Healthy Schools, Healthy People - It's a SNAP (School Network for Absenteeism Prevention) is a grassroots, education-based effort to improve health by making hand cleaning an integral part of the school day. SNAP is designed to get the entire school community talking about clean hands by providing tools for incorporating hand hygiene into multiple subject areas and activities. Learn how you can implement the program in your school community! Created: 7/11/2007 by National Center for Chronic Disease Prevention and Health Promotion, National Center for Infectious Diseases, and the Soap and Detergent Association.
Date Released: 7/17/2007. Series Name: CDC Featured Podcasts.
This podcast is presented by the Centers for Disease Control and Prevention. CDC – sager, healthier people.
“How many times do you wash your hands?”
“Every time I go out of the bathroom.”
“Every time I think I've touched something nasty.”
“Once or twice.”
Grossology 101, Don't Bug Me, and the Water and Soap Help – better known as W.A.S.H.– aren't your typical course titles in middle school, but they represent real-life, successful campaigns to educate the school community about the importance of good hand hygiene. The goal of these programs is healthier schools and healthier people, and the materials are created by middle school students – “Follow me and I'll show you how you can wash your hands the proper way.” - with some help from their teachers, principals and school health professionals.
This hand hygiene movement is a result of The Healthy Schools, Healthy People, It's a SNAP program – a national award-winning initiative of the Centers for Disease Control and Prevention and The Soap and Detergent Association to reduce infectious disease and illness-related absenteeism in middle schools. SNAP stands for the school network for absenteeism prevention.
Thousands of educators across the country have used the materials to empower students to create customized campaigns showing the link between hand washing and good health. Students who participate show passion about what they've learned – and what they're teaching others. And while the campaigns are created by students, the health benefits are felt far beyond school boundaries.
“We went to multiple schools in our community and created a poster board. And we made sure that everybody in our community could understand how important hand washing was.” - Anonymous Student
“This was just a great opportunity for me to watch kids just take over and be able to do amazing things.” -Anonymous Teacher
Each year, top schools are awarded national recognition from CDC and SDA, for the school, the teacher, and the students. Top recipients are flown, all expenses paid by SDA, to Washington, D.C., where a special ceremony is given in their honor, cash prizes are awarded and, on a special Capitol Hill visit, they meet with their local Congressmen and women.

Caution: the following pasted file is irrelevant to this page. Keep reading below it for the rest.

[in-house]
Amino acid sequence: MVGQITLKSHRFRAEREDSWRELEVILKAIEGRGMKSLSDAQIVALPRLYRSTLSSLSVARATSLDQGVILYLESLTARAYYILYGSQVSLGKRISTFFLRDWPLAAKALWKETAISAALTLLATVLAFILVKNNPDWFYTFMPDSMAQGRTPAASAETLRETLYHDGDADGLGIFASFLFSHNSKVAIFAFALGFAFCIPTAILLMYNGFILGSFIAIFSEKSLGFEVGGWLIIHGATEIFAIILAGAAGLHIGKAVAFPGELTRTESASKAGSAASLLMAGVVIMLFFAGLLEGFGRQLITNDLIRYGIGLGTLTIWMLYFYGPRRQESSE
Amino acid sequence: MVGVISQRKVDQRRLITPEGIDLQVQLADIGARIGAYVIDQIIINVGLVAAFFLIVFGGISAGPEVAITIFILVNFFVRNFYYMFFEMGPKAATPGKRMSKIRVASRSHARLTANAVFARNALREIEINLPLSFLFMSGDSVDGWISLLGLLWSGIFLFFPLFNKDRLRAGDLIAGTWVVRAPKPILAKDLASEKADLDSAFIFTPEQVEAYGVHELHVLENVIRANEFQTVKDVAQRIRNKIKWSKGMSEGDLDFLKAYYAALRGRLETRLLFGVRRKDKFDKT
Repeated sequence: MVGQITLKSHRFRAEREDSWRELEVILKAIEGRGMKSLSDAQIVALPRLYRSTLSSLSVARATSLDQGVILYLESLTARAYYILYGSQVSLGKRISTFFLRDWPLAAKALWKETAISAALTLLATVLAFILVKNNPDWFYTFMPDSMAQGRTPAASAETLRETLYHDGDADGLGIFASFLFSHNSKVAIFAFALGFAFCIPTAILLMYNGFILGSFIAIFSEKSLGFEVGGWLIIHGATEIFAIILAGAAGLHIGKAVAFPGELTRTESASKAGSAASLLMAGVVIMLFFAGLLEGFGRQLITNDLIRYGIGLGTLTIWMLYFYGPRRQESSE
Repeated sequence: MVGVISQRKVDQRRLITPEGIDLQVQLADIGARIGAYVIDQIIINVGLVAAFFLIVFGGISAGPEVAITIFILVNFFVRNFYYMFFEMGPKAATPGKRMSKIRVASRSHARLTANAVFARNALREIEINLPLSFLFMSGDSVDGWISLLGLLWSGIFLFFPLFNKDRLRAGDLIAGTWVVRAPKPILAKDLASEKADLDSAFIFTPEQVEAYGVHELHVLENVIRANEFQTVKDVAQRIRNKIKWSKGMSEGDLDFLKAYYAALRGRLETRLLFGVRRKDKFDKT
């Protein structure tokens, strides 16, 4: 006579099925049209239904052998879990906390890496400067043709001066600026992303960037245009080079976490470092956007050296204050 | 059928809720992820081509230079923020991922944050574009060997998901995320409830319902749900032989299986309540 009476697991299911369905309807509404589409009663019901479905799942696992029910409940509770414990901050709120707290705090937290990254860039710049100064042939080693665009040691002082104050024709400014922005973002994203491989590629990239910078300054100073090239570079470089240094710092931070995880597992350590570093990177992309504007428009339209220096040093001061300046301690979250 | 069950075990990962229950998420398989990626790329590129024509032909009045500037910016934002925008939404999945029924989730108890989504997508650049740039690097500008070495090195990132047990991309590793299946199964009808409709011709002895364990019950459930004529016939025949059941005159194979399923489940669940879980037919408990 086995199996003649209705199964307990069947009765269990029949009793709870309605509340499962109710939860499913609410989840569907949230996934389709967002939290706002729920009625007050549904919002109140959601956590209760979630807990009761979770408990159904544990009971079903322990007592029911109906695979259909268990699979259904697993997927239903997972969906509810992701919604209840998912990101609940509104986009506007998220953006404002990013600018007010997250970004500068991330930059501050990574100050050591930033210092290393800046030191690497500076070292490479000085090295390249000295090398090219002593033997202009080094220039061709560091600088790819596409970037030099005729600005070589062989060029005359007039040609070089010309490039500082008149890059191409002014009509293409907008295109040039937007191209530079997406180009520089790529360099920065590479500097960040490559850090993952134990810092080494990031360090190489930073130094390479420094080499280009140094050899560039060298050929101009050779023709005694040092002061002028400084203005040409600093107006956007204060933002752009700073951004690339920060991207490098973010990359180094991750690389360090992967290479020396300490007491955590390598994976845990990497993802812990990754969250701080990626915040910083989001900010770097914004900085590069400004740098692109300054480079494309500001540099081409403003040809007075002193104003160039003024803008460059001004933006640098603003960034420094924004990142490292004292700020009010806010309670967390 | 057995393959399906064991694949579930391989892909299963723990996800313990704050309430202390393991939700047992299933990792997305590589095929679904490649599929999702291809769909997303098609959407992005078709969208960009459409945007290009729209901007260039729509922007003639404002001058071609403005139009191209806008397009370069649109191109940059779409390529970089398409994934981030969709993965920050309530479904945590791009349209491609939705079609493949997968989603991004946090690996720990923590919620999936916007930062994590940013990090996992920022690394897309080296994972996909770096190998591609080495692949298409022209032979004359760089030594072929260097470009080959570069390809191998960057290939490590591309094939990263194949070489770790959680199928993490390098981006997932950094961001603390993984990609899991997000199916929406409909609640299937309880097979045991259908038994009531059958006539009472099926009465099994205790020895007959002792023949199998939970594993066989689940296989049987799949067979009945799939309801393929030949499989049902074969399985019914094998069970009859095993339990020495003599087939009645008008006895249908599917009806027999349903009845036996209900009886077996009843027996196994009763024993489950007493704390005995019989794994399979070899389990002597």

The Director of the CDC praises SNAP as an effective way to teach an important lesson on public health. “SNAP is a wonderful example of how we can work together to protect our children's health. The Soap and Detergent Association is a great partner, and we look forward to the next steps.”
“When we can get this message out to parents, to teachers, and to the students themselves to wash their hands frequently, we'll have reduced absenteeism. We'll have greater productivity from our children, and they'll really be able to appreciate their full potential.” Vice Admiral Richard H. Carmona, MD
It's easy – and important - to get started in SNAP, because nearly 22 million school days are lost each year due to the common cold and diseases that are spread by bacteria that live on desks, doorknobs, tables and more. And, according to the CDC, the single most important thing we can do to keep from getting sick and spreading illness to others is to clean our hands.
Getting involved in SNAP is free and the educational resources – toolkits, posters, activities, bookmarks and more - make getting started easy. Simply download a FREE toolkit at www.itsasnap.org or email your request for free materials to SNAP@cleaning101.com.
The deadline to apply for national recognition is March 1, so get your materials today. And remember, when it comes to building healthy hygiene habits that last a lifetime, the entire school community can play a role, and when kids teach kids – It's a SNAP!
“Hand washing is awesome!”
“Hand washing is great!” “Woo Hoo!”
Closing Slates: (no verbal announcements)
Healthy Schools, Healthy People, www.itsasnap.org
SNAP top recipients receive: all expenses paid trip to Washington, D.C.; visit to Capitol Hill; free materials for your school; National recognition, special awards ceremony.
The information contained in this piece was compiled by The Soap and Detergent Association and the Centers for Disease Control and Prevention, Department of Health and Human Services.
This information is not copyrighted and is intended for educational purposes only.
To access the most accurate and relevant health information that affects you, your family and your community, please visit www.cdc.gov.